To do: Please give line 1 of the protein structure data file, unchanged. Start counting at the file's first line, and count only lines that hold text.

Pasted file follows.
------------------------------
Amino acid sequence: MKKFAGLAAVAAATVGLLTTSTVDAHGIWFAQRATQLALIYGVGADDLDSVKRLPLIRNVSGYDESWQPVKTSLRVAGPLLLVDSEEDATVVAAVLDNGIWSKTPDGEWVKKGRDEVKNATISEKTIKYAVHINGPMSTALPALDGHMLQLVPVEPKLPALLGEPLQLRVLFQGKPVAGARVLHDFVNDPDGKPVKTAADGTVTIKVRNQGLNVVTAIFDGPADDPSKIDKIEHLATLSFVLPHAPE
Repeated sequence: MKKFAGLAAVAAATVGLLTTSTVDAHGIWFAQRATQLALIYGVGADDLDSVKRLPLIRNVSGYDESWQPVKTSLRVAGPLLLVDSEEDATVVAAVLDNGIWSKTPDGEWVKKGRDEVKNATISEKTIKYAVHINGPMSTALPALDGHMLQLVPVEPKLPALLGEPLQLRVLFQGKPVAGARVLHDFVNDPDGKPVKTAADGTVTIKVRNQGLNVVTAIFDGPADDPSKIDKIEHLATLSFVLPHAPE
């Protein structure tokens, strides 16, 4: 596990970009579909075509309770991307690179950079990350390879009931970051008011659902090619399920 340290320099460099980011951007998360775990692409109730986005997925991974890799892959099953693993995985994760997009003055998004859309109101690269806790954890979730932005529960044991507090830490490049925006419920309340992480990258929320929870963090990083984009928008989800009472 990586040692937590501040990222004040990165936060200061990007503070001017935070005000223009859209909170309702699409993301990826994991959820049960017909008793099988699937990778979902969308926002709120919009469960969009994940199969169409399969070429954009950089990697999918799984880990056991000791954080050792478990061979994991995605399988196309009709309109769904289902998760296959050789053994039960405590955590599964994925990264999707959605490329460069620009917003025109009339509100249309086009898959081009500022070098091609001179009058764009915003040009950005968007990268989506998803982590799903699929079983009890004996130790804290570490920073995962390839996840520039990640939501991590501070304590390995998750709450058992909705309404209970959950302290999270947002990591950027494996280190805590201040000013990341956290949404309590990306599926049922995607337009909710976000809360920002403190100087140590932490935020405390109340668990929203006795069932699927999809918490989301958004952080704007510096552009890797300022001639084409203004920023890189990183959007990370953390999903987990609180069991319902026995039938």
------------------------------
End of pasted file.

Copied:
Amino acid sequence: MKKFAGLAAVAAATVGLLTTSTVDAHGIWFAQRATQLALIYGVGADDLDSVKRLPLIRNVSGYDESWQPVKTSLRVAGPLLLVDSEEDATVVAAVLDNGIWSKTPDGEWVKKGRDEVKNATISEKTIKYAVHINGPMSTALPALDGHMLQLVPVEPKLPALLGEPLQLRVLFQGKPVAGARVLHDFVNDPDGKPVKTAADGTVTIKVRNQGLNVVTAIFDGPADDPSKIDKIEHLATLSFVLPHAPE